But just what is Kluster? If, as Malcolm Gladwell wrote, the Tipping Point was the "biography of an idea," than Kluster is its incubator. Kluster marries heart and mind by creating a hybrid -- a social network for idea creation that leverages its algorithmic infrastructure to assess, track, and empower collaboration. In this sense, then, Kaufman is Steve Jurvetson crossed with Mark Zuckerberg.
Under the Hood
The basic unit of currency is the Watt. Upon registration, Kluster allots a member 1,000 watts; more can be earned in myriad ways: inviting others to join, investing in ideas that are eventually "graduated," and through participation -- contributing "sparks" -- or proposed solutions and "amps" -- tweaks or refinements. Every single project on Kluster -- whether it's a Manzier (yes, Frank Costanza's bra for fleshy men was a recent project here) or developing a new prototype for digital music distribution -- is broken down to its elemental parts of production -- they are here called phases.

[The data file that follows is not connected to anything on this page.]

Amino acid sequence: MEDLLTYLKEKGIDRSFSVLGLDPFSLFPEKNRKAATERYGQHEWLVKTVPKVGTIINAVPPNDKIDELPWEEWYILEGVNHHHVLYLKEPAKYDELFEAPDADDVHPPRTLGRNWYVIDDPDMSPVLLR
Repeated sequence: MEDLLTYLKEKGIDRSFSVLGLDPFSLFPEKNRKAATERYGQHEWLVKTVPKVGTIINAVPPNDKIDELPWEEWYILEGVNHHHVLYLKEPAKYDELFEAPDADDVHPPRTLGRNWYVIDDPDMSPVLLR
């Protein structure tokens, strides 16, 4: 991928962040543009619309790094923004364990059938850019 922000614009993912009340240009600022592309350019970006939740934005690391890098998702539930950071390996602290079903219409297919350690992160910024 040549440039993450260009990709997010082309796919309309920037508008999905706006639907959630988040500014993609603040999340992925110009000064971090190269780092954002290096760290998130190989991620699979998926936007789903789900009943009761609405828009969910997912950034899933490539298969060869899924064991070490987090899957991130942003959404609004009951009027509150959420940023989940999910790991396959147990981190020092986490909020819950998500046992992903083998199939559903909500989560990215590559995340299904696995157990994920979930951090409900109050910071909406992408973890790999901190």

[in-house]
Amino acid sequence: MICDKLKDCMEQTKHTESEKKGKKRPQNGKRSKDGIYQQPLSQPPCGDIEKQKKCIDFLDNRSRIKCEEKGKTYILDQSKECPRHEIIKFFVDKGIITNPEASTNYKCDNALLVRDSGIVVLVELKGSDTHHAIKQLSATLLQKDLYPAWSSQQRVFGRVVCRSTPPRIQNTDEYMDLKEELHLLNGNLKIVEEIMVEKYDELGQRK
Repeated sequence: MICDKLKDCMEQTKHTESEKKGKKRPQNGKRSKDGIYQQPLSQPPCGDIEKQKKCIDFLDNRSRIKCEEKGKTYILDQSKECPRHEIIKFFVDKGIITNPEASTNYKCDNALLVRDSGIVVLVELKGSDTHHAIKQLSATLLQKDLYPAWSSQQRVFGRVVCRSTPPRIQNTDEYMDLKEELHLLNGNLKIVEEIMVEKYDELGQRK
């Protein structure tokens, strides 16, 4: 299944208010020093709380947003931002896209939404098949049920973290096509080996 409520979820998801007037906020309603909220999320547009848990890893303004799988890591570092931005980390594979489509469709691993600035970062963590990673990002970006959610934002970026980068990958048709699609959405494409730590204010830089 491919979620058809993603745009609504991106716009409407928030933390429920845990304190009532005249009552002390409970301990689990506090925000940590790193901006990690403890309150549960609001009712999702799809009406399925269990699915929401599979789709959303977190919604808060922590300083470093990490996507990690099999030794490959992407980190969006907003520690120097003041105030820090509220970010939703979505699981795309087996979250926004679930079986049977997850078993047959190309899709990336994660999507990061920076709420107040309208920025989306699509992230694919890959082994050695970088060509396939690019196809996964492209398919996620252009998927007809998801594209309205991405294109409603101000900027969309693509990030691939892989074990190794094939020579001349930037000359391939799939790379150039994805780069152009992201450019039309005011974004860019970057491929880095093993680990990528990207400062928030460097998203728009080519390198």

Everything in Kluster is timed -- the project manager decides on whether each phase lasts hours, months, even years -- and the inflection point, when a concept gets traction, is of particular concern. Even gaming the system has been taken into consideration -- it can identify which users are connected, if they're conspiring in a bloc. Ideas are either "backed" -- which is to say that there is a project-based reward (Bevy's designer got $5K for his efforts) or it is bootstrapped -- where community members may invest their watts in exchange for a stake of the project's proceeds when it is completed, with Kluster owning the IP (and receiving a percentage of reward fees). Asked if this makes the contributions work for hire, Kaufman asserts that this is "the only way this is going to work. You own the UI until the community validates it." While an occasional episode of seller's remorse is inevitable, Kaufman emphasizes "the bottom line is that we're here to get ideas out into the world," adding that "the best protection IS a community. They are investing time, energy, and reputation in seeing something come to life.